Chow and colleagues (2014) reported a similar trend, with mean job tenure being 31% longer when accommodations were provided, which translated to 7 months of additional employment . Receiving work accommodations related to scheduling flexibility and further training has the greatest impact on the length of tenure . Not disclosing a mental disorder can limit accessing accommodations and reduce job tenure . Employees who had not disclosed their condition to employers, observed a reduced job tenure of 3.6 months . These results were also reflected in a study by Corbière and colleagues, where job tenure was positively correlated with disclosure .
In addition to job tenure, wages were also affected by an individual’s mental disorder. Banks and colleagues (2001) found that individuals with common mental disorders have greater social interaction in the work environment, when compared to individuals with severe and persistent mental illness, and was on average associated with a higher hourly wage. The level of social interaction in the work environment may be directly related to the symptoms of specific conditions .
Work accommodations can also influence mental health and wellbeing. Bolo and colleagues (2013) found that individuals who received adequate levels of work accommodations were less likely to have a mood and/or anxiety disorder after one year, than compared to those individuals who received insufficient accommodations .
The majority of studies described positive outcomes associated with accommodations. There is very limited mention of potential negative outcomes associated with accommodations in the literature. One exception is a study by Secker and colleagues (2003) which did discuss negative impacts of accommodations. In that study some participants felt “overprotected” or “patronized”, and felt that some accommodations were “inappropriate”. In addition, some participants reported feeling insufficiently challenged due to the limited tasks, which resulted in a loss of motivation to attend work .
3.4Direct and indirect costs associated with work accommodations
Three studies evaluated costs associated with accommodations [14, 17, 18], and 1 evaluated the potential savings to Supplemental Security Income (SSI) . No specific study conducted a formal cost-benefit or cost-effectiveness analysis, however general costs and their associated outcomes were discussed.
Granger and colleagues (1997) described the findings of a national survey of job coaches and developers which included inquiries about both the initial (direct costs) and monthly maintenance costs (indirect costs) of work accommodations. Over half (58%) of the respondents reported that there were zero initial startup costs, while 32% reported costs of less than $100. Only 3% of respondents reported initial costs of over $500. Similarly, over half the respondents (54%) reported zero monthly maintenance costs of accommodations as well as roughly a third (35%) indicated costs totaling less than $100. Only 1% of respondents reported monthly maintenance costs of over $500.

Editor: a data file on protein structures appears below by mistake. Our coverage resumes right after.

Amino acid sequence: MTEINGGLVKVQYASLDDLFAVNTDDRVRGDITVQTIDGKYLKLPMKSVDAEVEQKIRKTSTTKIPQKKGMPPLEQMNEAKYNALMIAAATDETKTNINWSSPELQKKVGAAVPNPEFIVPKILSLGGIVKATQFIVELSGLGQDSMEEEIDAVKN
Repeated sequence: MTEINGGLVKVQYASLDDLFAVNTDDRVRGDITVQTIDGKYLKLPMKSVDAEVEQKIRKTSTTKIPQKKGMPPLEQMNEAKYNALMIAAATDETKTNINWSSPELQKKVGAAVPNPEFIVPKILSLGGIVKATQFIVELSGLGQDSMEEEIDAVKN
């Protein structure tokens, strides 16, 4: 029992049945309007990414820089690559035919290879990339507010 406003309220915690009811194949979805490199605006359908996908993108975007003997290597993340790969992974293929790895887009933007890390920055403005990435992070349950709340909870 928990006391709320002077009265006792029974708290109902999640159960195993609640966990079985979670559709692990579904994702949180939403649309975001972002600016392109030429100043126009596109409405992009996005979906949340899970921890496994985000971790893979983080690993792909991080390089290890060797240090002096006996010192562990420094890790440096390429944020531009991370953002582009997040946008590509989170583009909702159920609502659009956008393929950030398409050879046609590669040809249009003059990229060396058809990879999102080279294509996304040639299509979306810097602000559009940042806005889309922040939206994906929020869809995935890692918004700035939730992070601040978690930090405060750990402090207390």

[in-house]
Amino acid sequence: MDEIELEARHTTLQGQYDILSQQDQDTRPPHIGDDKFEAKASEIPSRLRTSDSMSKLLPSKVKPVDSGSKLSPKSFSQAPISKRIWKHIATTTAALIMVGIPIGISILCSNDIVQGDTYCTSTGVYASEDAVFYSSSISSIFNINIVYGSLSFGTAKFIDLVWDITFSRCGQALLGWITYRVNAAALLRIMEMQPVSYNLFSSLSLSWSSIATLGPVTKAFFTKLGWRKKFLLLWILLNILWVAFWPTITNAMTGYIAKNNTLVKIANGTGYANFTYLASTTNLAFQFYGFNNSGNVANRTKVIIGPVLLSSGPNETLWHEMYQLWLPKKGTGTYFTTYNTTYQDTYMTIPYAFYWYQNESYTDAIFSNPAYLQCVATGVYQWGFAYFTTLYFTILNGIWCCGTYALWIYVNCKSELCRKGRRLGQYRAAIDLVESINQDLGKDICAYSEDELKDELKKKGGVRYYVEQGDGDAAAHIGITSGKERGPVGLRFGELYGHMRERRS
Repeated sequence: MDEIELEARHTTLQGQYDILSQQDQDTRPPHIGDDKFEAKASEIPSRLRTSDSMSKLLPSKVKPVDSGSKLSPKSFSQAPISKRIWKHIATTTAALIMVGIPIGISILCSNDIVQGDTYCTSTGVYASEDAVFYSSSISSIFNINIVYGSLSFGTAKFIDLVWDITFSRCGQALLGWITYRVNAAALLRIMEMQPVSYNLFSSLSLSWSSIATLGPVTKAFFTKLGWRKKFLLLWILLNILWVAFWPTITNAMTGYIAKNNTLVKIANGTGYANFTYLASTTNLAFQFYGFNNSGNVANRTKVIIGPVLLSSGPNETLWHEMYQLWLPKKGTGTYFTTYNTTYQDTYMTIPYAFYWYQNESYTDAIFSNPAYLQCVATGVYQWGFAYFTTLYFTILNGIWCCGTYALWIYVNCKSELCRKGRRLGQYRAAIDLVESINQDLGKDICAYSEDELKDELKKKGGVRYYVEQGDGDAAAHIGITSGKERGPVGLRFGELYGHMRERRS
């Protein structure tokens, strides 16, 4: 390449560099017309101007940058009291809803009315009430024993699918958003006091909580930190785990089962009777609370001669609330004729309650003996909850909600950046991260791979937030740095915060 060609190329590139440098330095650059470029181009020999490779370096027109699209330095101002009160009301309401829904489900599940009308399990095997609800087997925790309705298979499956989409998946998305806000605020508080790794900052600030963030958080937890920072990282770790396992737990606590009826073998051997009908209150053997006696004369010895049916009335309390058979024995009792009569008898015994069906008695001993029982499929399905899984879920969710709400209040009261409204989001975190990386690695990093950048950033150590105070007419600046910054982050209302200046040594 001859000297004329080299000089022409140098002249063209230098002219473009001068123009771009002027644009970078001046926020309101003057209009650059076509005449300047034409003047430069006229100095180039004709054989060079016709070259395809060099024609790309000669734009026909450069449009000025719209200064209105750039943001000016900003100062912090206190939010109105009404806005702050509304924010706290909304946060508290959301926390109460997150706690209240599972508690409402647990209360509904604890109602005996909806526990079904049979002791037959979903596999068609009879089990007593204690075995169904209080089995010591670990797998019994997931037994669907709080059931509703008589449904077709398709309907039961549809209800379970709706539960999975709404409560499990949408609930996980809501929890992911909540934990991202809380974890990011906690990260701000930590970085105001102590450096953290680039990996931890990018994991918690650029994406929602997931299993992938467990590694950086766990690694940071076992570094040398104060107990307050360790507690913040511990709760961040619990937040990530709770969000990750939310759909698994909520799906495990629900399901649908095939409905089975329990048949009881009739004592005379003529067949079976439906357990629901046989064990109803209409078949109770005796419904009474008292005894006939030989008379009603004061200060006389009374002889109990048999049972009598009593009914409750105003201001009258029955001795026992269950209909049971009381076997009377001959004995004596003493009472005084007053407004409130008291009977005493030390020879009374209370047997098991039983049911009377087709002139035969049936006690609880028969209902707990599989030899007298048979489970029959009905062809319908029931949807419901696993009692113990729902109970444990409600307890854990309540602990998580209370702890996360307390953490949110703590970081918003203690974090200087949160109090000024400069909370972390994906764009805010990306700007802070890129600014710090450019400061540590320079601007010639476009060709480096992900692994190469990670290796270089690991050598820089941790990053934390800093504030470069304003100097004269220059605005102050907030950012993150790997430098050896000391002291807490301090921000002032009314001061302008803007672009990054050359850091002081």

A longitudinal, multi-site investigation conducted by MacDonald and colleagues (2002), investigated the direct and indirect costs of accommodations from four supported employment service providers. This study reported that the service providers only reported a single direct cost of $25 for a job performance test, while over a third of accommodations included reallocation of supervisory hours.
A study conducted by Chow and colleagues (2014), elucidated the economic benefits of implementing work accommodations on broader Supplemental Security Income (SSI) expenditures. Results from this study concluded that working adults with accommodations were associated with a monthly SSI saving of $11.73 which was 68% greater saving than those not receiving accommodations .
This review systematically identified work accommodations that are available and provided to individuals with mental disorders. Furthermore, this review outlined both the outcomes and the associated costs of these accommodations. Overall, there are positive outcomes associated with work accommodations for individuals with mental disorder related impairments across diagnoses and employment contexts.
With regards to employment outcomes, our hypothesis - that work accommodations provided will address mental disorder by mitigating functional limitations - was supported, as various studies demonstrated a positive relationship between accommodations and length of job tenure, and reduced course of certain mental conditions such as anxiety and/or mood disorders . Moreover, positive impacts of work accommodations on employment outcomes were demonstrated, as accommodations were shown to be associated with a longer job tenure between 7–24 months of when compared to individuals receiving no accommodations [14, 25]. Work accommodations assisted in facilitating a favorable work environment such as ensuring a manageable workload, flexibility in hours, and support from supervisors and coworkers. These accommodations contributed in reducing job-related stress which may be associated with the prevalence of some disorders such as depression and anxiety-related disorders . Individuals who do not receive accommodations may experience disruptions in employment which may result in a decrease of social support, financial stress, and worsening of symptoms .